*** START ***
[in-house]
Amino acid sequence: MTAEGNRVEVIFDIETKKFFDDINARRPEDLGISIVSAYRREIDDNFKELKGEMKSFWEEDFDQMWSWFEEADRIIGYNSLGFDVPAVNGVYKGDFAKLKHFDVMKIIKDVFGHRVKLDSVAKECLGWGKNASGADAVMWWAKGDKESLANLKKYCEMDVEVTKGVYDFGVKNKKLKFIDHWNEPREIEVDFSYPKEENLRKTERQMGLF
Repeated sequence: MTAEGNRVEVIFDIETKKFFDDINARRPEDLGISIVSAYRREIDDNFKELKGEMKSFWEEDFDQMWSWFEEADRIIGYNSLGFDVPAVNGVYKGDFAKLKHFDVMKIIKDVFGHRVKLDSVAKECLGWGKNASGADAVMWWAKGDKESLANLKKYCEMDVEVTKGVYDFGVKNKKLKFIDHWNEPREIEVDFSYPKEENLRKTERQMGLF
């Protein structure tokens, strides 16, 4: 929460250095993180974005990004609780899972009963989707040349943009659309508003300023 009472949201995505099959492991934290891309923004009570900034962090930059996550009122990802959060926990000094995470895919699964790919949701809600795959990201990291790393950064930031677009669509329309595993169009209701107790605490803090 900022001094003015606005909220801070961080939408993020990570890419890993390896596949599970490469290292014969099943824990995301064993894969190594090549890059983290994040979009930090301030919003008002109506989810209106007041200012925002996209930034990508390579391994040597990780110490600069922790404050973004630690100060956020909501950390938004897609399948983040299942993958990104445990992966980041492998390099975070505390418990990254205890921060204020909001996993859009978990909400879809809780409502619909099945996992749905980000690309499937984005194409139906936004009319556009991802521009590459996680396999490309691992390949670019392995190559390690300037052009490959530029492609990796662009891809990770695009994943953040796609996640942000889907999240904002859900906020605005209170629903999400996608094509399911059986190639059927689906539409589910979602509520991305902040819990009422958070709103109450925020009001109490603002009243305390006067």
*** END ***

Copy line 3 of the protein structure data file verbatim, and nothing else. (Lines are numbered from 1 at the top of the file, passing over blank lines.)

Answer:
Repeated sequence: MTAEGNRVEVIFDIETKKFFDDINARRPEDLGISIVSAYRREIDDNFKELKGEMKSFWEEDFDQMWSWFEEADRIIGYNSLGFDVPAVNGVYKGDFAKLKHFDVMKIIKDVFGHRVKLDSVAKECLGWGKNASGADAVMWWAKGDKESLANLKKYCEMDVEVTKGVYDFGVKNKKLKFIDHWNEPREIEVDFSYPKEENLRKTERQMGLF